“You know that you’re capable of a lot more. It’s just …”
Bogaerts trailed off without having the right word to capture unfamiliar sentiments. He found it similarly challenging to describe the context against which his performance has taken place.
Obviously, there’s uncertainty surrounding his future. Bogaerts, 29, is in the third season of the six-year, $120 million deal he signed in early 2019, which includes the right to forgo the final three years and become a free agent after the 2022 season.
He is all but certain to opt out after this season. The Sox’ tepid offer in spring training left him with the understanding that the 2022 season could be his last with the team that signed him out of Aruba in 2009.
Beyond that, the team’s decision to trade his close friend and teammate since 2011, catcher Christian Vázquez, was a gut punch. After conversations with chief baseball officer Chaim Bloom following the trade deadline, Bogaerts understands the team’s rationale, but that doesn’t change his feelings.
“I have a good sense of kind of why they did it,” he said. “In the end, I’m just here to … I play. I’m part of these guys in here.
“It just might hit me different because I’ve been through a lot of experiences with him — him and his family on and off the field. He drove me everywhere. I lived with him everywhere. So it is going to hit me different compared to most other guys.
“I’ll be all right. But it should sting. It should sting a little bit if that person has meaning to you. I think that’s the human part.”
These are the sort of emotions that have come with the 2022 season. It has been a year that has challenged Bogaerts like none other, particularly given the disappointment that the Sox have not been able to make a push into prime contender status.
“It’s been a hard one. It’s been a different one,” said Bogaerts. “I’m just going to use that word — it’s been a different one. The circumstances, the situation, all of that — it’s just been a little different.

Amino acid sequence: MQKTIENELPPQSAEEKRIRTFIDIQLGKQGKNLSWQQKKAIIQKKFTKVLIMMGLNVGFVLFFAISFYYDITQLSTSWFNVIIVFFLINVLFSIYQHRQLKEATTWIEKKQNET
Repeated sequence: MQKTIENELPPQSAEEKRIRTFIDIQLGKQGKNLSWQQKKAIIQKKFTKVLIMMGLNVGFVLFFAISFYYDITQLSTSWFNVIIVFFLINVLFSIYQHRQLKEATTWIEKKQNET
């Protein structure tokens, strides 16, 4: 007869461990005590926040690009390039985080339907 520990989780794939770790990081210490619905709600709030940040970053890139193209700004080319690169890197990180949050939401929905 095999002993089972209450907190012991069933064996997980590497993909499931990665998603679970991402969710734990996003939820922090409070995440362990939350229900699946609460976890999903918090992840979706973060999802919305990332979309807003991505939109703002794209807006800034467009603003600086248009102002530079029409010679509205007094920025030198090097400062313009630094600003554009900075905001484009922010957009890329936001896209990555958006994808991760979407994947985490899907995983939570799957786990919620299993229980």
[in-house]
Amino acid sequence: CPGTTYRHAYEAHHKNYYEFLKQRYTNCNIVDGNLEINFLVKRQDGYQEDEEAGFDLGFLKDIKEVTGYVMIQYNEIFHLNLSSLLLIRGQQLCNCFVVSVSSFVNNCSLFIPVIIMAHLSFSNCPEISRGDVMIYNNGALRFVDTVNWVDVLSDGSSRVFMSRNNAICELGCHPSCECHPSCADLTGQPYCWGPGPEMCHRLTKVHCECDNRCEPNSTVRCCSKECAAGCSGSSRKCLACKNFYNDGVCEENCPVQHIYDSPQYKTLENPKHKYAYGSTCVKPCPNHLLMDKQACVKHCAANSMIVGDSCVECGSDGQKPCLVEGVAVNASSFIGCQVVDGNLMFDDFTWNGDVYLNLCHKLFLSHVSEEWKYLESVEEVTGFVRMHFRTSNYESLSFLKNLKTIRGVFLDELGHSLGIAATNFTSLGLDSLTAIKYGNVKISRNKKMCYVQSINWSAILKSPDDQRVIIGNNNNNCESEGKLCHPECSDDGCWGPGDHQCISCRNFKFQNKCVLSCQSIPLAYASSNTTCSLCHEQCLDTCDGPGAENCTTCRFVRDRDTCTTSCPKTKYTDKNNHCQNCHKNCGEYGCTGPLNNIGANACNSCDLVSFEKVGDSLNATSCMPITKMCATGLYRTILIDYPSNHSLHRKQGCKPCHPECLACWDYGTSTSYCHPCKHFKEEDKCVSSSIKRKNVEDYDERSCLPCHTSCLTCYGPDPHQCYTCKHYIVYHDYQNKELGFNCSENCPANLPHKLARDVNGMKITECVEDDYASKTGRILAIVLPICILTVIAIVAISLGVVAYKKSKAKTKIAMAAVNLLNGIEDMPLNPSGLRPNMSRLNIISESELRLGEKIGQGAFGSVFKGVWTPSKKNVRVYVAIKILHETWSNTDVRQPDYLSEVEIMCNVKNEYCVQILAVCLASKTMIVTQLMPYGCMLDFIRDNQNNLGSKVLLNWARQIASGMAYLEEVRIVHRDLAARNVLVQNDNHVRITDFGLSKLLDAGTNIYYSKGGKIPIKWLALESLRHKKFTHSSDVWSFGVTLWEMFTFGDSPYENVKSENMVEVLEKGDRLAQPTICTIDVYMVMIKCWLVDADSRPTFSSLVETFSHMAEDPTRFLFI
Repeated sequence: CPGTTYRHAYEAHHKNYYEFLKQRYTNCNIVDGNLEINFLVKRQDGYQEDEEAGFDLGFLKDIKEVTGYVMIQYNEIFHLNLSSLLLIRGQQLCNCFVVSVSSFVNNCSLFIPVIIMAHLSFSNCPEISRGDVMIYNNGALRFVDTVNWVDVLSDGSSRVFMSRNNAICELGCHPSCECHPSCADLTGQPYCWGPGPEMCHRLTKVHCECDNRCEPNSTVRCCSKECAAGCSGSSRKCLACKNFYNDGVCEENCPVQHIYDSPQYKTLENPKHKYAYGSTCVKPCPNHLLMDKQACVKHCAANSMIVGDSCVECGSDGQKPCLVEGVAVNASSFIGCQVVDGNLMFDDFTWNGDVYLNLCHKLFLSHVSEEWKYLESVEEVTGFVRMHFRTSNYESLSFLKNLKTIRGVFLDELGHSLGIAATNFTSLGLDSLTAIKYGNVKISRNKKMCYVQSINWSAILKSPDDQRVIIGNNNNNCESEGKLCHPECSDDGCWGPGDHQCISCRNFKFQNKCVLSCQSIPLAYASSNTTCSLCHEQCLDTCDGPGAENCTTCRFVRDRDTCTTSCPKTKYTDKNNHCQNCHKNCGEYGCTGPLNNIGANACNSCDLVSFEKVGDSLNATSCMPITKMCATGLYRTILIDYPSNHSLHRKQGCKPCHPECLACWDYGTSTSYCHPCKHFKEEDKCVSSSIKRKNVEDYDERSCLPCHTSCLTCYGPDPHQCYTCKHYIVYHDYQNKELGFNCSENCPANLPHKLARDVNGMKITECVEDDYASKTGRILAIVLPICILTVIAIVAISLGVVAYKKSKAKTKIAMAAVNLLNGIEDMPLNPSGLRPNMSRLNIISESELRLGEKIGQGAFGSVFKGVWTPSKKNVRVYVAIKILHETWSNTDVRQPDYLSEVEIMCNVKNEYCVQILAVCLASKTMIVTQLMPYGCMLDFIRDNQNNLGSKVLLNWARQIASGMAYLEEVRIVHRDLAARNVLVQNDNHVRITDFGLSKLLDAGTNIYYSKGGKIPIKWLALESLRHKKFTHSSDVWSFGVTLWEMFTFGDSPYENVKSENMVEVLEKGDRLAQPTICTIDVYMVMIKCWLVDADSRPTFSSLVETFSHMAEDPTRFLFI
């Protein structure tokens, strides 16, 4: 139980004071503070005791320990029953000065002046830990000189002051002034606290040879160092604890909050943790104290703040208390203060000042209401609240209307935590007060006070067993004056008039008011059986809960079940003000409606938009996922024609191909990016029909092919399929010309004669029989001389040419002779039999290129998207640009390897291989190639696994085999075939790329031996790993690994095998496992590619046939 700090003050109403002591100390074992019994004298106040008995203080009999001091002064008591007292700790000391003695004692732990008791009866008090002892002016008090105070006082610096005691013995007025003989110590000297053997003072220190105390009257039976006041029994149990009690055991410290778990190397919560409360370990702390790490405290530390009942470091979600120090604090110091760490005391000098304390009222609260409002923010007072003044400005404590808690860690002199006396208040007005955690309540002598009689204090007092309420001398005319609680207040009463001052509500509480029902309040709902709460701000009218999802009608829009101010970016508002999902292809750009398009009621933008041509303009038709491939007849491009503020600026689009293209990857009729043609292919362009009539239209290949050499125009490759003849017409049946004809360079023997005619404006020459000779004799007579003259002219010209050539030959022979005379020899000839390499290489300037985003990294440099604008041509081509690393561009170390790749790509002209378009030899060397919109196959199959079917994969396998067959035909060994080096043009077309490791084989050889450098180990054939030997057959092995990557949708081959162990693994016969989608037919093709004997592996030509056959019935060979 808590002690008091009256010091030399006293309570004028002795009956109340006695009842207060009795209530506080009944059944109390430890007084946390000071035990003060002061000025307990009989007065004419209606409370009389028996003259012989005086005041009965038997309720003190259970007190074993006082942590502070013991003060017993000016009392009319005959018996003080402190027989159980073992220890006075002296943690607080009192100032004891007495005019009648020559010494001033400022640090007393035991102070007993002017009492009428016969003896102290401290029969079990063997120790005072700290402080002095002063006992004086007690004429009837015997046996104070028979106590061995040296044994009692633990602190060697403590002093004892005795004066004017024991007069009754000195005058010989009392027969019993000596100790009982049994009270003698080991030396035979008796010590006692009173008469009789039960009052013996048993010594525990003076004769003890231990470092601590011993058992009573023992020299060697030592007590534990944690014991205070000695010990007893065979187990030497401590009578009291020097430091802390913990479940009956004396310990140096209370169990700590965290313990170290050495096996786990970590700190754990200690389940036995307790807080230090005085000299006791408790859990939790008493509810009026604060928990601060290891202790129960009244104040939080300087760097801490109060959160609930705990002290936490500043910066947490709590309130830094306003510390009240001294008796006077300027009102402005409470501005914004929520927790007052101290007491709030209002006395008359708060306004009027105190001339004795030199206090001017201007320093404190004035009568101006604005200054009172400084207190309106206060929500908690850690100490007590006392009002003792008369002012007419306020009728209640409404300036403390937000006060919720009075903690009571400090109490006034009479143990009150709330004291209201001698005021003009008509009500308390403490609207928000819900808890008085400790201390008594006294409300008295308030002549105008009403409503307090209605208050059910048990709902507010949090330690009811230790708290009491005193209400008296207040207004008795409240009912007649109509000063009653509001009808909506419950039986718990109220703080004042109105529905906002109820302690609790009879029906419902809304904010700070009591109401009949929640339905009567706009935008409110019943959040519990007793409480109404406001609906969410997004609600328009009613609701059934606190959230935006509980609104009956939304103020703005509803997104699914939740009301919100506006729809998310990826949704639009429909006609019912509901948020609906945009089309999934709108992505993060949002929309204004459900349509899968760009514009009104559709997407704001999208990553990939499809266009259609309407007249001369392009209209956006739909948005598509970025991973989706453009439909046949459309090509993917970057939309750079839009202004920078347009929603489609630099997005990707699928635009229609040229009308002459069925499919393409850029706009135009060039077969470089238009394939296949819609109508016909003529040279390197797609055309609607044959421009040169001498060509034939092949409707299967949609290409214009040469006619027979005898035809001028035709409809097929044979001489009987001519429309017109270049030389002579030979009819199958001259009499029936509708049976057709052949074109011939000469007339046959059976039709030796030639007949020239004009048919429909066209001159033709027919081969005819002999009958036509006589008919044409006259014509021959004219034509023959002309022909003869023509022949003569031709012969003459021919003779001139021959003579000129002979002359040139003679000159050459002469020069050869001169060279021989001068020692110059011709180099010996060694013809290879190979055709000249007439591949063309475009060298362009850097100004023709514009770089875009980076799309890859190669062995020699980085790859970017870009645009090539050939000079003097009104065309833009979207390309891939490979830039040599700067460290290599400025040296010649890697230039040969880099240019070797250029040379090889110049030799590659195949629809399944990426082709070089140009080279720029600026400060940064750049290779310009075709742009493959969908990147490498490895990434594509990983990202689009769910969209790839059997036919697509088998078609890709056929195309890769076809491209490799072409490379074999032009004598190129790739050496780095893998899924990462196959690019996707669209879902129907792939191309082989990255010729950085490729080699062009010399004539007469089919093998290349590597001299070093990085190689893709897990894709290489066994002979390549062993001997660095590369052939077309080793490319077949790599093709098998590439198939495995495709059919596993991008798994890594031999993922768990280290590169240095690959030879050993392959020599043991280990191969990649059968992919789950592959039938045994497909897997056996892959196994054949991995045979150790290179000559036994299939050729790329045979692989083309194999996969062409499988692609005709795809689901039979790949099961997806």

“But I’m a professional. This is what you signed up for. You’ve got to deal with it. Some days might be tougher than others. Some days might be better than others. That all comes with everything surrounding this situation.”
An uplifting day
For Bogaerts, the weight of the year was evident in that conversation. Even so, he sounded determined to not get swallowed by his frustrations. He believes a turning point is within reach.
“You will not see any quit in me,” he said. “And I’m really looking forward to finishing strong and on a positive note. I know it’s in there.
“I’ve been one of the best players at my position for a couple years. It doesn’t happen by accident. It’s there.”
On Sunday night in Williamsport, Pa. — three days removed from the conversation in Pittsburgh, and two days after he got ejected in Baltimore — Bogaerts offered proof of that. He turned on a 99.2 mile-per-hour fastball from Orioles closer Félix Bautista and cleared the fence in left-center, his 10th home run of the year coming against the hardest-thrown pitch he’d ever hit out.
It was a rare “A” swing. One that, coincidentally or not, came on the same day that the heart-on-his-sleeve shortstop had a chance to mingle with Little Leaguers who, at least for one day, offered a change in outlook.
“I was going through a rough, rough period,” said Bogaerts, “but a lot of kids was coming up to me and being like, ‘You’re my favorite player.’ I was, like, man, I know I’m playing bad, but hearing something like that from the kids, it makes you feel proud of what you’ve accomplished so far and you’ve just got to continue doing it so you don’t disappoint them. It was very meaningful.”
Will that prove to be a catalyst in changing how Bogaerts feels about the 2022 campaign?
That remains to be seen the next six weeks.
Julian Benbow of Globe staff contributed to this report.